Dune, by Frank Herbert, is an exceptionally enticing story, which offers an exceptional science fiction adventure. Read it to believe it.
I was worried about his notice at the end of the book, but I'd read it all, and I had things to say.
You do have to scroll down a bit, but, yeah, he took no issue with me pointing out some editing errors. Given the fact that I liked the ideas, and the editing errors weren't horrendous or too numerous*, and given his response here, I would read more by him in a heartbeat. Yay!
*If they had been, I wouldn't be eager to read more.
So, good idea, good general execution. Bad editing.
So let's get the good out of the way: it was a thoughtful story with a twist at the end that I simply did not see. That author played this straight throughout, so it was a pretty big shock. The narrative ploys were all incredibly well done.
And then there was the grammar.
"He had not seen much of anything useful than some twisted metal when he noticed a large silver crate, clearly battered by the elements, but nonetheless still intact."
"These infernal brains of mine, why won't it let me know my past?"
Brain/it and brains/them. But there is a definite issue here.
"'Sort of like the other day when you thought those shadows and trees was a monster?'"
Were, not was. There's a repeated pattern here, where the tenses and numbers of things don't match up.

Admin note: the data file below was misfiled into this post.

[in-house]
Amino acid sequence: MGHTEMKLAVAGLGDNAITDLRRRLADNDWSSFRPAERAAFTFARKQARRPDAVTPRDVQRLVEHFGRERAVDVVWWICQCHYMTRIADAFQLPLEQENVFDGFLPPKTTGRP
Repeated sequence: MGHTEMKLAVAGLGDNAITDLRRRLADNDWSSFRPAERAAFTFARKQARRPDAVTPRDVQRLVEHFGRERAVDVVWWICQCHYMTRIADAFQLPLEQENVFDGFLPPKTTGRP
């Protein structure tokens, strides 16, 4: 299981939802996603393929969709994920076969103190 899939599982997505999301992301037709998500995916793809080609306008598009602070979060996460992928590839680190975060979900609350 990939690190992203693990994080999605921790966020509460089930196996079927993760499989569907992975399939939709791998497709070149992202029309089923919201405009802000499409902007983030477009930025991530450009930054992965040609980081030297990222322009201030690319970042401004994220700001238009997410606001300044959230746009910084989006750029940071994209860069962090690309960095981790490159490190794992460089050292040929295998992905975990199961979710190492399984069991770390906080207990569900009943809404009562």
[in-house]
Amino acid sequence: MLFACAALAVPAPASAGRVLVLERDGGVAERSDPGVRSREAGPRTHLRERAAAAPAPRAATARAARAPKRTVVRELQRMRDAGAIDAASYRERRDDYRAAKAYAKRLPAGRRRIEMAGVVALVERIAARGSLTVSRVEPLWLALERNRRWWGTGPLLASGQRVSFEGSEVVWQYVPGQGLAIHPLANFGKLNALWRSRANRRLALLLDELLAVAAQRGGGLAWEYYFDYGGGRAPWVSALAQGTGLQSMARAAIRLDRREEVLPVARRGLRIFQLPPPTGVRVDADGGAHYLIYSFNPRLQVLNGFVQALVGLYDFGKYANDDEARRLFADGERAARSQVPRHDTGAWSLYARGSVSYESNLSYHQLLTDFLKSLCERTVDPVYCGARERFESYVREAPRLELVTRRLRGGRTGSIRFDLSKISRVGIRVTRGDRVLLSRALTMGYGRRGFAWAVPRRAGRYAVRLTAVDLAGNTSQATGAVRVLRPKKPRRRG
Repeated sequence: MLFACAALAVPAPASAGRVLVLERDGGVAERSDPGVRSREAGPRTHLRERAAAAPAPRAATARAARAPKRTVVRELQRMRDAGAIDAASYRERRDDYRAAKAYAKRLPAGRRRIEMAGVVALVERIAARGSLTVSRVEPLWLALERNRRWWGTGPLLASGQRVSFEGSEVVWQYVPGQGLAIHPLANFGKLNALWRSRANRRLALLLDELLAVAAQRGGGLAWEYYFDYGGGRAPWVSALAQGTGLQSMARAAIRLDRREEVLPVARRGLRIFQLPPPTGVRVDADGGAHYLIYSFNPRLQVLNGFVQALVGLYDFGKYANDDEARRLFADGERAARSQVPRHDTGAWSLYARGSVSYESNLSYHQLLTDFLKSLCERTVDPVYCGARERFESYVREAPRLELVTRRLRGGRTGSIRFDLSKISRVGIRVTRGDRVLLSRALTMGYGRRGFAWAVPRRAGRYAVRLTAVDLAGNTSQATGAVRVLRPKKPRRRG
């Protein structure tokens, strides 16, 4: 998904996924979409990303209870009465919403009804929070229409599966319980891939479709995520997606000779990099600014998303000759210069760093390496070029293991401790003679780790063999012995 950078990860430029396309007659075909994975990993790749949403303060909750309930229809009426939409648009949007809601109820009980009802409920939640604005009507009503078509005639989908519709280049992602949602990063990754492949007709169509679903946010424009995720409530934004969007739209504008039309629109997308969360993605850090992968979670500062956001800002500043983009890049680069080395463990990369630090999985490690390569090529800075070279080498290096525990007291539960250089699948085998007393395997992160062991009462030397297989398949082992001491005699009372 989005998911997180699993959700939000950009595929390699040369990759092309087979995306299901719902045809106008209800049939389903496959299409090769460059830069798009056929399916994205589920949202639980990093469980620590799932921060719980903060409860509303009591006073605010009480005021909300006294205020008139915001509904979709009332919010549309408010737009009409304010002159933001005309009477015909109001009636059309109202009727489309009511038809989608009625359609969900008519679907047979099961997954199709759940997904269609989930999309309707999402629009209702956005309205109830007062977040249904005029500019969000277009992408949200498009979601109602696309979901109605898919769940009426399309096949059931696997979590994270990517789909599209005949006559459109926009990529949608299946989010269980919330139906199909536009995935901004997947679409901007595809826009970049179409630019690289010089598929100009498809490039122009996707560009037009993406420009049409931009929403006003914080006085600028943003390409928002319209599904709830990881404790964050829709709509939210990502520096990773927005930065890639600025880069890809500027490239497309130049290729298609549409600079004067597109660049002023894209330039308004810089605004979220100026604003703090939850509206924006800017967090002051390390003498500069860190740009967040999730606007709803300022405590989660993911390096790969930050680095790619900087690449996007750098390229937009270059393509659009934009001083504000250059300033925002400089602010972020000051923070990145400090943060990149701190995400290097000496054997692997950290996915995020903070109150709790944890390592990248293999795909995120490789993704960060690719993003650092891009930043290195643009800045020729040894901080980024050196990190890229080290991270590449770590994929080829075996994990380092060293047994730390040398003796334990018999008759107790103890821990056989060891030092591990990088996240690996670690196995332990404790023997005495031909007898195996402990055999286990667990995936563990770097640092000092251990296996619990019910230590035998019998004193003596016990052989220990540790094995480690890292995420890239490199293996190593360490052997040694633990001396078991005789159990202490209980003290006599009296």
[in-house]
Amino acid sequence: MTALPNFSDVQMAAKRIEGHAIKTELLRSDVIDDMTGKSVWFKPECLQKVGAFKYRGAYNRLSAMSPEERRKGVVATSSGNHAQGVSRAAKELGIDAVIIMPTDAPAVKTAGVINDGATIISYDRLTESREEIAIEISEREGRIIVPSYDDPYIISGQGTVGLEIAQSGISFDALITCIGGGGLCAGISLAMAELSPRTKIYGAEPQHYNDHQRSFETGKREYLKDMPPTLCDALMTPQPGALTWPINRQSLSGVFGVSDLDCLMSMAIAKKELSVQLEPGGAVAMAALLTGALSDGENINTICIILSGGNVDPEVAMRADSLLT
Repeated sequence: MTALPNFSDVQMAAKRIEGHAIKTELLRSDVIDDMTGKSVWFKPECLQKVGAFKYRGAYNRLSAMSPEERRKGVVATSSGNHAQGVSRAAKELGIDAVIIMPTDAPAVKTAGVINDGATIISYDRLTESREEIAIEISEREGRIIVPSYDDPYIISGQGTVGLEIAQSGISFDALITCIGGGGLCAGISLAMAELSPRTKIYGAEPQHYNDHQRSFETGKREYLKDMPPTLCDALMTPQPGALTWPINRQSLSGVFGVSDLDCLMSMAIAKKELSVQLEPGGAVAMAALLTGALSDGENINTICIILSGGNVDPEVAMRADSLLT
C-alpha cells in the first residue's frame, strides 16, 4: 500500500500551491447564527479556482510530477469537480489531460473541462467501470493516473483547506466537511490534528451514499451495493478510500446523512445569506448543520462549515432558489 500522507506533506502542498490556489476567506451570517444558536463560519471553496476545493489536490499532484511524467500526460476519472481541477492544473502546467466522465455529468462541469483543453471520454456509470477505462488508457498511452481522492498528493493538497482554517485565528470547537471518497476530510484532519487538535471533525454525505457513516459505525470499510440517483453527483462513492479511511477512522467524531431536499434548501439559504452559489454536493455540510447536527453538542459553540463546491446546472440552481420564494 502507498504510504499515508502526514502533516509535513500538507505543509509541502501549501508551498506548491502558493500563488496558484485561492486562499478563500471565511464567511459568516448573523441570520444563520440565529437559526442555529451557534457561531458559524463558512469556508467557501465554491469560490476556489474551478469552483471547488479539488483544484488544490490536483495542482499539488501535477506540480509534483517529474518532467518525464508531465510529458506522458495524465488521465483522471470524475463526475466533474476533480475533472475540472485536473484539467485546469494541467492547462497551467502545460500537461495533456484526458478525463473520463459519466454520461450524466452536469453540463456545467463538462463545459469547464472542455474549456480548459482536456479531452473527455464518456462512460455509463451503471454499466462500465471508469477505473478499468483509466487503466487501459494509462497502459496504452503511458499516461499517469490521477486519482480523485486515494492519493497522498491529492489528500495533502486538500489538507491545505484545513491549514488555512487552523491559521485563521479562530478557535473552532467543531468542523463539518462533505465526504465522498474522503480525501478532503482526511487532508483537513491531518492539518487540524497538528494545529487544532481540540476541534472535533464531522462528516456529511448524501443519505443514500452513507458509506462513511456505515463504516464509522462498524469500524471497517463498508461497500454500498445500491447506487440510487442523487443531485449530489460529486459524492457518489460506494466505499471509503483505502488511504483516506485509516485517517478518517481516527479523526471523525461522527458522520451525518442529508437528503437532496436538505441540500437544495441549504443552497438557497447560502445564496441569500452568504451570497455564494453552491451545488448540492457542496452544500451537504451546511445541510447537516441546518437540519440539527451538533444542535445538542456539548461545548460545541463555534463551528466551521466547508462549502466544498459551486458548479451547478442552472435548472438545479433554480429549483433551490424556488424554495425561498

Choose where the period goes. Use one per sentence, please.
And I'm kinda freaked out about this review. He's asking for Amazon reviews, but says this:
"Your feedback is very important to me; I read every review."
It was mostly the mechanics of the writing that tripped me up; this felt like an amateur attempt, and as that? It was decent. The writing itself was legible, and grammar fine enough, but the dialogue felt stilted and there was more telling than there should have been.
The idea behind it, though? I did like how the author played with the server-robots, and how they couldn't lie to humans, and how they struggled with that. How they struggled with if they were alive, or simply functioning. There were a lot of really heavy ideas that are really ripe for further exploration here. But this is one of the problems. In a twenty page short story? They weren't fully explored, especially given the writing level.
Still, this is exciting. I feel confident that this author will become more adept at dialogue, and showing. If that's the case, then this story shows a lot of promise, and what he might write in the future? Exciting. Worth the read to say, 'ah, I read it back when...'
39 books in January. I'm a little bit behind on my 500 book reading goal, though.
Favorite books? Robot Pony, World After, Miller's Robocop, Backup, Dating After Dark, The Day the Robots Woke Up, and Bot! Combo Pack.
Disappointments? Transformers Retribution, Serial Killer's Guide, and, yeah, the Robocop novelization.
Overall, though, pretty good month. I'm only like ten books behind, and I had a lot of fun reading a majority of the books.
By the way, is this something you guys are interested in? I don't wanna bug y'all, but if you like the monthly wrap up, let me know. I'll continue! (I saw one or two other people do this, and figured I'd put my own spin on my wrap up, just doing the count/highlights/letdowns.)